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During WWII, twelve-year-old Dory Byrne and her brothers Pike and Fish miss their dad more than words can say. When Pop enlisted and shipped off from their home in New York City’s Lower East Side to Europe to fight Hitler, he put 17-year-old Fish in charge of Dory and 8-year-old Pike. Because Fish is not yet an adult, the children need to keep their circumstances a secret from anyone in authority. But everyone else in the neighborhood knows that they’re on their own. Yet they are not alone. Armed with Pop’s mantra which they’ve heard thousands of times – “The neighborhood will give us what we need” – Dory, Fish and Pike believe in the goodness of their neighbors and experience just that.

For a time, all goes well. They receive crullers from the lady who runs the bakery. Their compassionate landlord keeps an eye out for them. And one night a week, Mr. Caputo offers the children a free seafood supper at his restaurant.

One evening, Mr. Caputo tells the children about the dumbwaiter in the restaurant, an ancient, hand-pulled elevator that leads to the upper floors of the building, which used to be a hotel but has been unused for decades. Dory’s curiosity is piqued. She’s convinced that the hotel contains immense treasures, possibly left by a pirate. Unbeknownst to her brothers and Mr. Caputo, Dory undertakes a reconnaissance mission, using the dumbwaiter to access the upper floors of the building.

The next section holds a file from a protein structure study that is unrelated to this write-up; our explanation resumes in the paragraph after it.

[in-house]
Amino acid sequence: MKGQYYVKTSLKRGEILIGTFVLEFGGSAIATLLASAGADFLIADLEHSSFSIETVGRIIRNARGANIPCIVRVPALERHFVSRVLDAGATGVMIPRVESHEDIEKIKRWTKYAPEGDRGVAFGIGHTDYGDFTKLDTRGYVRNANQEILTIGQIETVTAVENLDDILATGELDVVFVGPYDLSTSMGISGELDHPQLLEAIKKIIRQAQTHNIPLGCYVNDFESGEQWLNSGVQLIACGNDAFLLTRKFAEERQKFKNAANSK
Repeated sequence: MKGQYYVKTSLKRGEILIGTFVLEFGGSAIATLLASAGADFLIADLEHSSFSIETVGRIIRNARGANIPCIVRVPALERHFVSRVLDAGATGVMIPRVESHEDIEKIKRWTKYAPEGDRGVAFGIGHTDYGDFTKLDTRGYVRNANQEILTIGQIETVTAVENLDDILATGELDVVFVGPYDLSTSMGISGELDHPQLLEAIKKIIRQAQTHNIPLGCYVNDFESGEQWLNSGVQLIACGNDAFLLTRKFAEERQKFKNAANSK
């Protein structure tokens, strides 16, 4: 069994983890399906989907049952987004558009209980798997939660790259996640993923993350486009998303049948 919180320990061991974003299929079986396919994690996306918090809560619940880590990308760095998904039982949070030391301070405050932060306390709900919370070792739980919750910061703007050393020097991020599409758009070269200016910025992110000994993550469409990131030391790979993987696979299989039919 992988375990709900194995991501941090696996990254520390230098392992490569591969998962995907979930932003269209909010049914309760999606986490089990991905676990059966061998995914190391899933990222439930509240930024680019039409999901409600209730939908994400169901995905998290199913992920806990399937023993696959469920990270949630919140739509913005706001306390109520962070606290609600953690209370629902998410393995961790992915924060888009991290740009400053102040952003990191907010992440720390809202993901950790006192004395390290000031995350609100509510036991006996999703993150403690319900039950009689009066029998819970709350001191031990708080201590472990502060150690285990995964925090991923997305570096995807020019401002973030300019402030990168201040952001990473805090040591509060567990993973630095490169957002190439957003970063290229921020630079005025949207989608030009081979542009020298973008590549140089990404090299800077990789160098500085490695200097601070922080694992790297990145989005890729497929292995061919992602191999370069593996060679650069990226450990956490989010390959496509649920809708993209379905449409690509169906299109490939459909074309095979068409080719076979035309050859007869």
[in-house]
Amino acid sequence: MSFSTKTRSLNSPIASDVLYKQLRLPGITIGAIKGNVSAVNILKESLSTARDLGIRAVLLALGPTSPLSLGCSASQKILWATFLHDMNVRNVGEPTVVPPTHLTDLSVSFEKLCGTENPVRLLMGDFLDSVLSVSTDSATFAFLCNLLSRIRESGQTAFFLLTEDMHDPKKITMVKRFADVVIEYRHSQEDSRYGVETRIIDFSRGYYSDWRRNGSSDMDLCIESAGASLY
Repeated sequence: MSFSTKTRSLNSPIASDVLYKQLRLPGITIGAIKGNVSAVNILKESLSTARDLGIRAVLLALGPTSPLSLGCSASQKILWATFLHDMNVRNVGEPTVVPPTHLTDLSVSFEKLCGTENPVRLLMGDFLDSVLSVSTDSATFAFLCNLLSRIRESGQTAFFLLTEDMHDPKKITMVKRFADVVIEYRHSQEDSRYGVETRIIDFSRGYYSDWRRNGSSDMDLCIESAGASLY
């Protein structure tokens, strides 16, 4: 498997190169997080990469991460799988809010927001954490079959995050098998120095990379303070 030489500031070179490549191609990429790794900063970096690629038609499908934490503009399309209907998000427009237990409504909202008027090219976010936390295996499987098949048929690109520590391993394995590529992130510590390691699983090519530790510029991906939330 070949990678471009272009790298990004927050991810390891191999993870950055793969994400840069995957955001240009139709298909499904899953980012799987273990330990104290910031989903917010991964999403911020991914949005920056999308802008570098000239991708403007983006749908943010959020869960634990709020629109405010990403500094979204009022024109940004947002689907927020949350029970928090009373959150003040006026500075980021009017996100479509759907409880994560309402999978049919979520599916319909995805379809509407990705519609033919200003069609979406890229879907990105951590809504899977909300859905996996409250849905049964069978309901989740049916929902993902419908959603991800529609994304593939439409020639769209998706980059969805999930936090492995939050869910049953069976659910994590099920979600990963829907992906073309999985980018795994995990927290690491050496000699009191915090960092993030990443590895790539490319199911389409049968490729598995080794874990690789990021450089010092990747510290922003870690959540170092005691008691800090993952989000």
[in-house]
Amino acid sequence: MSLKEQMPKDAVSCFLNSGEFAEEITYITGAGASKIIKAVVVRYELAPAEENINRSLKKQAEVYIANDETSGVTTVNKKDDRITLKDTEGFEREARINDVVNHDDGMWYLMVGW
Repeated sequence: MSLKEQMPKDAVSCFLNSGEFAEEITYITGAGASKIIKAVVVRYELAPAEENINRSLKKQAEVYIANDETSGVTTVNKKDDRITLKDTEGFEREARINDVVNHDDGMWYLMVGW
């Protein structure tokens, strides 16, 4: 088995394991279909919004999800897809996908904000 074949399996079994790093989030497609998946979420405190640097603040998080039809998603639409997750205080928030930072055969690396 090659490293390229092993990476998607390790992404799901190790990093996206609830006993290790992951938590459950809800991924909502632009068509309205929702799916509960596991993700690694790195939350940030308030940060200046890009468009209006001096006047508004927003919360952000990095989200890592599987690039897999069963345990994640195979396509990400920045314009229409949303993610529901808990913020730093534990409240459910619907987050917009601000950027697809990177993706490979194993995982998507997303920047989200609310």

When the Byrne’s landlord unexpectedly dies and their new landlord, a cruel and obnoxious man, catches wind of their situation and notifies the Department of Welfare to place the children in an orphanage, Dory knows where they must go to hide. Despite Fish’s protests that her plan is unreasonable, Dory presses on and does what she must do to save her family.

With wit and compassion, author Kate Albus offers children ages 9-12 a feisty, courageous and winsome protagonist whose understanding of what constitutes treasure changes radically through suffering hardships and experiencing “a whole neighborhood, full to bursting with treasure. Throwing it in your face every chance it got. Even – maybe especially – when you weren’t looking for it.” (Margaret Ferguson Books)

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